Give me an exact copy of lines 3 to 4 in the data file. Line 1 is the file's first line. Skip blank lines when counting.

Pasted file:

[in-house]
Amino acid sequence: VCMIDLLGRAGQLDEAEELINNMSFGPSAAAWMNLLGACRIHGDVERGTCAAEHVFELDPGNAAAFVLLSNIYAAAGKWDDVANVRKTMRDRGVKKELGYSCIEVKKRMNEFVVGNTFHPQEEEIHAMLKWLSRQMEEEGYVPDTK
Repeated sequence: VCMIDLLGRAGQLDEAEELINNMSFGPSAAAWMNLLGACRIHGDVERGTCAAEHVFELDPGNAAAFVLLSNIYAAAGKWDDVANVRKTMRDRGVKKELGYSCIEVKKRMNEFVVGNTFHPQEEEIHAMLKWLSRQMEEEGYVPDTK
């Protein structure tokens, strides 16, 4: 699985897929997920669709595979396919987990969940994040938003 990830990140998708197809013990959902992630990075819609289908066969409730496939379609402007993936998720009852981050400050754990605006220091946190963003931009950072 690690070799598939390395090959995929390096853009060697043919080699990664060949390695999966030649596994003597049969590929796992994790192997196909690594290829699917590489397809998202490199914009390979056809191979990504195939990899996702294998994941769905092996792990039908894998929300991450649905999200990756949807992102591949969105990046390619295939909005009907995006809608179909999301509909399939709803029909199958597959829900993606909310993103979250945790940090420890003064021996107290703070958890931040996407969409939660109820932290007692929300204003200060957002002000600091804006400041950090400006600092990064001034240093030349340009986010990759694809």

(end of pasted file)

Repeated sequence: VCMIDLLGRAGQLDEAEELINNMSFGPSAAAWMNLLGACRIHGDVERGTCAAEHVFELDPGNAAAFVLLSNIYAAAGKWDDVANVRKTMRDRGVKKELGYSCIEVKKRMNEFVVGNTFHPQEEEIHAMLKWLSRQMEEEGYVPDTK
């Protein structure tokens, strides 16, 4: 699985897929997920669709595979396919987990969940994040938003 990830990140998708197809013990959902992630990075819609289908066969409730496939379609402007993936998720009852981050400050754990605006220091946190963003931009950072 690690070799598939390395090959995929390096853009060697043919080699990664060949390695999966030649596994003597049969590929796992994790192997196909690594290829699917590489397809998202490199914009390979056809191979990504195939990899996702294998994941769905092996792990039908894998929300991450649905999200990756949807992102591949969105990046390619295939909005009907995006809608179909999301509909399939709803029909199958597959829900993606909310993103979250945790940090420890003064021996107290703070958890931040996407969409939660109820932290007692929300204003200060957002002000600091804006400041950090400006600092990064001034240093030349340009986010990759694809």